The US State Department said "killings by security forces" were among the "most significant" human rights issues in the Philippines last year.
"Concerns about police impunity increased significantly following the sharp increase in police killings," the US State Department said in its Reports on Human Rights Practices for 2017.
"The government investigated a limited number of reported human rights abuses, including abuses by its own forces, paramilitaries, and insurgent and terrorist groups," the annual report that reviews the human rights environment in at least 195 countries read.
In March, the Philippine Drug Enforcement Agency said 4,075 drug-linked individuals have been killed while 91,704 anti-illegal drug operations have been carried out since President Rodrigo Duterte rose to power in July 2016.
Out of the total 2,467 drug-related homicide incidents recorded, 1,752 are still under investigation, while 715 have been solved, police said.
But the State Department noted that "the reported number of alleged extrajudicial killings varied widely, as government and nongovernmental organizations (NGOs) used different definitions."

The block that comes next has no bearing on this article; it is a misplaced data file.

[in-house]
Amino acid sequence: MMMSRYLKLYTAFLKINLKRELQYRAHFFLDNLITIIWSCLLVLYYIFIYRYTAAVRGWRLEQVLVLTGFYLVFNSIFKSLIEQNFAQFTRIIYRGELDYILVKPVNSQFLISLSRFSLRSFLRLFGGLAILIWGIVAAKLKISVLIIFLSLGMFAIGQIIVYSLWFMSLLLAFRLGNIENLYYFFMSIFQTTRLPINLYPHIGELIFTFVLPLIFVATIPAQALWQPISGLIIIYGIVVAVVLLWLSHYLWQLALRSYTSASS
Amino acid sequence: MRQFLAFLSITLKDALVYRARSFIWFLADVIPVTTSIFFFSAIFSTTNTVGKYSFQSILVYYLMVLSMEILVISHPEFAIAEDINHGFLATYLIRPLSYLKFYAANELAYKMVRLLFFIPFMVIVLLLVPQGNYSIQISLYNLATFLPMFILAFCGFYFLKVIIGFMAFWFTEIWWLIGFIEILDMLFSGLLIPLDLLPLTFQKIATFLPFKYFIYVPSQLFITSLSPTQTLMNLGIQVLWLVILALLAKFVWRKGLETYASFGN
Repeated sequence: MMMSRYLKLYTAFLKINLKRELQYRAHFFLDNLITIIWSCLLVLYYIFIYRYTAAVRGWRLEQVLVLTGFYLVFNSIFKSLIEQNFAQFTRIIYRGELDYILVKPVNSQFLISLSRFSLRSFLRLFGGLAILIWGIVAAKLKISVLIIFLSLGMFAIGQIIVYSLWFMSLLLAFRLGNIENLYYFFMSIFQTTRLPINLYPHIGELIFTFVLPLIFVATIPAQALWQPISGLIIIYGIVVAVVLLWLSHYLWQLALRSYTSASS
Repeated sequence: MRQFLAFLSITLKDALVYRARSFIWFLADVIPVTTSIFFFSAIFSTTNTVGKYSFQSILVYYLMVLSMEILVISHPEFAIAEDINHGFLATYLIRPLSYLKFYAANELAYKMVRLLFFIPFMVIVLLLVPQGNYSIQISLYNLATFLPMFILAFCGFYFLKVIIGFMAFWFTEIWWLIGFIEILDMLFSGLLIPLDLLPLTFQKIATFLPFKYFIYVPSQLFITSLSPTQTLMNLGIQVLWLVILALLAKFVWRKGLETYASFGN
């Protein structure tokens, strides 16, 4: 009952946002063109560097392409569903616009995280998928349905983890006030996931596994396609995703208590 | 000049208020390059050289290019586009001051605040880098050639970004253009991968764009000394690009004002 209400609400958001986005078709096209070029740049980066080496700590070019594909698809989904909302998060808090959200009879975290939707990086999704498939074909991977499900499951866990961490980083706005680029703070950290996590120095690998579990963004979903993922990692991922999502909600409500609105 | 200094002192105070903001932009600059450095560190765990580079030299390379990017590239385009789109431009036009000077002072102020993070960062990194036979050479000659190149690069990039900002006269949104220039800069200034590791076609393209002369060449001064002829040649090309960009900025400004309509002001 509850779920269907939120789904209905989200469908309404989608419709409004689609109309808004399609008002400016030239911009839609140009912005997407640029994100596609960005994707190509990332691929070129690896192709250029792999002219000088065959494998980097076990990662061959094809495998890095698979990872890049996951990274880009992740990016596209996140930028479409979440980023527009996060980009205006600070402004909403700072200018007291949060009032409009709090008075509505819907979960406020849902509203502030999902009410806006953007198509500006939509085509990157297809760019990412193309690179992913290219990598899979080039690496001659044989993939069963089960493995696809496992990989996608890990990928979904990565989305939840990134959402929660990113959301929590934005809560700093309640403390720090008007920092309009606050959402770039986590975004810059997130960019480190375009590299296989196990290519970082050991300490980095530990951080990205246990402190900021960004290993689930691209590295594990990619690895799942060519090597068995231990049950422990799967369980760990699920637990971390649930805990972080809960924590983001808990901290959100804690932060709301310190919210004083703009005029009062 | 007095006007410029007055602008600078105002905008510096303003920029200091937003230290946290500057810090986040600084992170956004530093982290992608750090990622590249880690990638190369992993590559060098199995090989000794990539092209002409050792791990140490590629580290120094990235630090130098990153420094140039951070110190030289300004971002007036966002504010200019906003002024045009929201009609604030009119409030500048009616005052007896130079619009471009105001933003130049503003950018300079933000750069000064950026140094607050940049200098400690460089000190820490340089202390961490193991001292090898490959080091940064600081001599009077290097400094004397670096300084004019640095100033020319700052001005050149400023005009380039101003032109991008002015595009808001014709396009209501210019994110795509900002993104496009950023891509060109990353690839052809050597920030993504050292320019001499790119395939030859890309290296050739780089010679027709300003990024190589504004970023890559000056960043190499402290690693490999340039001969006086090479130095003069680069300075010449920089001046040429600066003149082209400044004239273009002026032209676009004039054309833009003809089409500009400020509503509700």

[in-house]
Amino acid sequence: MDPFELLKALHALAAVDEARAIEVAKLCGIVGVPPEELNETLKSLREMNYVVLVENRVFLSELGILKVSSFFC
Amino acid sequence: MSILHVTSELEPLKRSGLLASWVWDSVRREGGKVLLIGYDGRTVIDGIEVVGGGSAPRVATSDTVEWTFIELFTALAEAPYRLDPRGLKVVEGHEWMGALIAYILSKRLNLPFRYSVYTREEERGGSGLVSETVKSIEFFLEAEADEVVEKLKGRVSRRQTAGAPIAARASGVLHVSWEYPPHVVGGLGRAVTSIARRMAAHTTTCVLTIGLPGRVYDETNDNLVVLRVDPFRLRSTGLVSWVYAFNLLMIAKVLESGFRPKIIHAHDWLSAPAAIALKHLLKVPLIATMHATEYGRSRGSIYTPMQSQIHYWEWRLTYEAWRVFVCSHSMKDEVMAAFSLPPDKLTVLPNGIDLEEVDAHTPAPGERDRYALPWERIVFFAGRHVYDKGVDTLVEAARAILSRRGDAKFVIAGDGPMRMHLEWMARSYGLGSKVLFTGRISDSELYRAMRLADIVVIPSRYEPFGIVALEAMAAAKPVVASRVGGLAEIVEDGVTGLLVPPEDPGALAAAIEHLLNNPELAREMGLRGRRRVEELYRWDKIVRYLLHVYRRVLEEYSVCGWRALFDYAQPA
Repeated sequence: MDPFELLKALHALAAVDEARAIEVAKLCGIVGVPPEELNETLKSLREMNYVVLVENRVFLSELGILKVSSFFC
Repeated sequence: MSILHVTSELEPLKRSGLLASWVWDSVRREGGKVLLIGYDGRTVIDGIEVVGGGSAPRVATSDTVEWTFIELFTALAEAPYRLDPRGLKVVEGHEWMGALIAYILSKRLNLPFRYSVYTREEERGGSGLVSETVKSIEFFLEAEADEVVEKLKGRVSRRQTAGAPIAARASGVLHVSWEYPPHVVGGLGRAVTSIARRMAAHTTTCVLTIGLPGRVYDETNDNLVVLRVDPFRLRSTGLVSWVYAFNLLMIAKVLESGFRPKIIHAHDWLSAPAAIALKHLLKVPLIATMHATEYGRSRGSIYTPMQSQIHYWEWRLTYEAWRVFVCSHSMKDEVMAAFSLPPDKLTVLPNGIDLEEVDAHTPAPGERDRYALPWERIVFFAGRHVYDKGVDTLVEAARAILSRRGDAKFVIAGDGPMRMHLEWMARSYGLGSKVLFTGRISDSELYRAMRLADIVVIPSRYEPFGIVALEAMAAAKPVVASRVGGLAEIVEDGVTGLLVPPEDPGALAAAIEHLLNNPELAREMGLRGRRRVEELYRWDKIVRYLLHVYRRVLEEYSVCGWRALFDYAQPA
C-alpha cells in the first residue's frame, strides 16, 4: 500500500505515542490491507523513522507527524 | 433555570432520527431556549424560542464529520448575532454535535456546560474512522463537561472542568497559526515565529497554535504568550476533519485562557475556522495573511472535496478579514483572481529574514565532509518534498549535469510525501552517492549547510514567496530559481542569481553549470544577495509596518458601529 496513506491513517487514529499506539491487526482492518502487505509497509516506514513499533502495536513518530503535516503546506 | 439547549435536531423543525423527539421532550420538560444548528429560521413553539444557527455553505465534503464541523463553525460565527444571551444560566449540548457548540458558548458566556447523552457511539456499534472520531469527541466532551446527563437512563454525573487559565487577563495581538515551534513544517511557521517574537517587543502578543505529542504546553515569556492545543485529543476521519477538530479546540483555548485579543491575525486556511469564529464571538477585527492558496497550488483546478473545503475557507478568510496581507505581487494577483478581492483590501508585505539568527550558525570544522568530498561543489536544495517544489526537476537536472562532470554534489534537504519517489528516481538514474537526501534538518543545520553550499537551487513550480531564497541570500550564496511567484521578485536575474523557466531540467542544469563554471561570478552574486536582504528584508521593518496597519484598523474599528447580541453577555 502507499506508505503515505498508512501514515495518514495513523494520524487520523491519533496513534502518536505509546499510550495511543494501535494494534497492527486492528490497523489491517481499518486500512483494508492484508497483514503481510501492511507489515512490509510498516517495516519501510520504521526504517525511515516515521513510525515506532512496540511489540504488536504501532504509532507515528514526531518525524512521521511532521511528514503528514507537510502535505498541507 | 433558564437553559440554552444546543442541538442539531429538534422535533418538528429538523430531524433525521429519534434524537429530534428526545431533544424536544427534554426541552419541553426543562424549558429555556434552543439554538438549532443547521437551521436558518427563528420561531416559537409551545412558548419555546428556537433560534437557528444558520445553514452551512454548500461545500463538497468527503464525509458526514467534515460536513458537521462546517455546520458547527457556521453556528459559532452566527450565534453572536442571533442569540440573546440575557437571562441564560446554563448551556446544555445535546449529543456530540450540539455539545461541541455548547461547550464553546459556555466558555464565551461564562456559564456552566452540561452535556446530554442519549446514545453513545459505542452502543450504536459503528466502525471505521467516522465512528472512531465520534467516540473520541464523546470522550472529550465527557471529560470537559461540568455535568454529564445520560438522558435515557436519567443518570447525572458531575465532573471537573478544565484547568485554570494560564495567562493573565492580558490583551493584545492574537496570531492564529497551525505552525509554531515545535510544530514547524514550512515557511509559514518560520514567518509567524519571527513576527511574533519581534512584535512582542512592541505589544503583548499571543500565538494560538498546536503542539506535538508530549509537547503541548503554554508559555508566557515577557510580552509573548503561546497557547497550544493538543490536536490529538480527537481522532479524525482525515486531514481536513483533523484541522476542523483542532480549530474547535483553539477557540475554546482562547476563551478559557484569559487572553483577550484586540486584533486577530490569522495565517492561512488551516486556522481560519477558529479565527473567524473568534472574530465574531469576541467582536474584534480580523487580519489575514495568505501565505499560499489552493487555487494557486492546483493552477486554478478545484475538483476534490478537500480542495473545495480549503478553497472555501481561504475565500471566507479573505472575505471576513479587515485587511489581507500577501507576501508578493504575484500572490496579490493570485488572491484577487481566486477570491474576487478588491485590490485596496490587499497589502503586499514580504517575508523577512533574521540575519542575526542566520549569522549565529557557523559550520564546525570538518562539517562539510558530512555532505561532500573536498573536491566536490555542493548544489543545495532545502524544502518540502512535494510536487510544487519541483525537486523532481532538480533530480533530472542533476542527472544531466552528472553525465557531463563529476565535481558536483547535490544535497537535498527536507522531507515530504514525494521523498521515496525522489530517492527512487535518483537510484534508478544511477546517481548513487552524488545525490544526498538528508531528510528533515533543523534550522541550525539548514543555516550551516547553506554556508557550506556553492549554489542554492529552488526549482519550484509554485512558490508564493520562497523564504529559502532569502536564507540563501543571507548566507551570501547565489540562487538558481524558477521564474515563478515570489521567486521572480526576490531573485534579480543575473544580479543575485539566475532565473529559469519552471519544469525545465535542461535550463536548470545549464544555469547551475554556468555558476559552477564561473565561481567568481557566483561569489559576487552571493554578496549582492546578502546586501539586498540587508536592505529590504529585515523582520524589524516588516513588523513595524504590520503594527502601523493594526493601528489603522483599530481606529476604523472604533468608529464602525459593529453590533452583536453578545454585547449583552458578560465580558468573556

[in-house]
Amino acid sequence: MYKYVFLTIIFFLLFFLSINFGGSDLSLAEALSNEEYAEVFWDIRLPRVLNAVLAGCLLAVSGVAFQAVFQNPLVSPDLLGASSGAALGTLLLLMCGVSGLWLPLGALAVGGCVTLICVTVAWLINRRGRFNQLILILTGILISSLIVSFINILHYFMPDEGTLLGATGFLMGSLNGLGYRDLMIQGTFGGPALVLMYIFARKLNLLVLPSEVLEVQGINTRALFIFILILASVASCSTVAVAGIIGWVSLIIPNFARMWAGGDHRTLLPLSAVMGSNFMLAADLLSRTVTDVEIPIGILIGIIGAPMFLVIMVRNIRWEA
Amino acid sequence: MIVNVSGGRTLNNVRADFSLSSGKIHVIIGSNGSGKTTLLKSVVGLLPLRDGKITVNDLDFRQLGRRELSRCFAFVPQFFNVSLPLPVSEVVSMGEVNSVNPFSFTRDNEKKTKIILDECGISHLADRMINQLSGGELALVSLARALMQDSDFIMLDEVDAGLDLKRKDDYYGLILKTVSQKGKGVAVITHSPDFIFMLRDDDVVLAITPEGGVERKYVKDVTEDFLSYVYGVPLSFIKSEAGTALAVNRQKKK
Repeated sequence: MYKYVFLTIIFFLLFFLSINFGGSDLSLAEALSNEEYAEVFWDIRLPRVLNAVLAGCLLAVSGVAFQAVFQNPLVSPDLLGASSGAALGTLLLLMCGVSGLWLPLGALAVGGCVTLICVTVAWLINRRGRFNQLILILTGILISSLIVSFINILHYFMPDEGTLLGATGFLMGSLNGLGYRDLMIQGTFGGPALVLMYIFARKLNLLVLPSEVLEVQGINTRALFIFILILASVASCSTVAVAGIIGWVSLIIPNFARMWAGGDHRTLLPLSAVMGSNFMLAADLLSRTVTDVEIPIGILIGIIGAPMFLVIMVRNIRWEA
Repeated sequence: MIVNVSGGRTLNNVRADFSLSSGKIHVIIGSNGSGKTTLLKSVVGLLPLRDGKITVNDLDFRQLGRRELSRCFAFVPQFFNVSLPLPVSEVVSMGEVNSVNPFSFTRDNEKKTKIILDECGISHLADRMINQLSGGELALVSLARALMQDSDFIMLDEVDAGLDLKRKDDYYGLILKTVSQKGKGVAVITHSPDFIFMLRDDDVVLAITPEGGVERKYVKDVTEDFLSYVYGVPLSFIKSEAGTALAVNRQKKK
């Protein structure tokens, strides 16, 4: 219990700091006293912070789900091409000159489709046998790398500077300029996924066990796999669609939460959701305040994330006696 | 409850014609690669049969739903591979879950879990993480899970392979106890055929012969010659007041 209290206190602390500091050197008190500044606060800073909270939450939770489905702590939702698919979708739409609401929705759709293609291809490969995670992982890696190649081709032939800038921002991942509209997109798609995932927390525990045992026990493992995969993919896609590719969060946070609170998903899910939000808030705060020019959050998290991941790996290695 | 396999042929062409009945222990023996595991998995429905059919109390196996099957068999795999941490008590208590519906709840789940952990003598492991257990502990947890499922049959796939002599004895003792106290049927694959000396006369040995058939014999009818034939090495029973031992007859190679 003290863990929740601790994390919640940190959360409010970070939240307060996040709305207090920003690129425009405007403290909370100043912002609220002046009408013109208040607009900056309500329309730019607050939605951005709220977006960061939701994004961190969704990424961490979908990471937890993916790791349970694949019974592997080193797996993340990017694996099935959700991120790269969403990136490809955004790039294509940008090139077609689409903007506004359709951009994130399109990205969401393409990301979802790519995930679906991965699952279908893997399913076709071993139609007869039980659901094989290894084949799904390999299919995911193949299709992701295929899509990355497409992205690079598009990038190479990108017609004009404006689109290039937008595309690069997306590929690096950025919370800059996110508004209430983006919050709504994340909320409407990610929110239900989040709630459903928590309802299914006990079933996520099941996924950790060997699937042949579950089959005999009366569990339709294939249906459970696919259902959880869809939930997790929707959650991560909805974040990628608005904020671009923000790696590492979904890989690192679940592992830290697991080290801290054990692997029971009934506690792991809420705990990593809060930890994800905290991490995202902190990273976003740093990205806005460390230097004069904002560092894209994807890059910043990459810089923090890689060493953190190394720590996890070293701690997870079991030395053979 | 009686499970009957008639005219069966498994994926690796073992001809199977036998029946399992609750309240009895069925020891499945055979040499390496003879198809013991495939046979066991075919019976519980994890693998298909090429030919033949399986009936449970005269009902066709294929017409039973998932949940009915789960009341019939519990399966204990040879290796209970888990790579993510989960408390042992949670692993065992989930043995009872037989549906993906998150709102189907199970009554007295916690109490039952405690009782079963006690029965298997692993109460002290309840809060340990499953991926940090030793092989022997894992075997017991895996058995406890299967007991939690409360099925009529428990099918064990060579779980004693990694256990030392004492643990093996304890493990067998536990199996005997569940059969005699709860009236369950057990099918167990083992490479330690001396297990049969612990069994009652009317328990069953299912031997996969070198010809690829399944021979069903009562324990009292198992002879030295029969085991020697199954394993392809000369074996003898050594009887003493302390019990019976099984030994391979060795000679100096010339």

Other human rights issues cited in the State Department's report were "harsh prison conditions," and "cases of apparent government disregard for legal rights and due process."
In a statement, Foreign Affairs Secretary Alan Peter Cayetano maintained that the anti-narcotics campaign is "guided by the rule of law embodied in our Constitution, which also enshrines the country’s long-standing tradition of upholding human rights."
"We do not need others who think they know better than us Filipinos to tell us what to do. As a sovereign nation, the Philippines deserves the same kind of respect we have been extending to our friends in the international community," he said.
Cayetano earlier slammed the European Parliament for adopting a resolution that called on the Philippines to halt its drug war.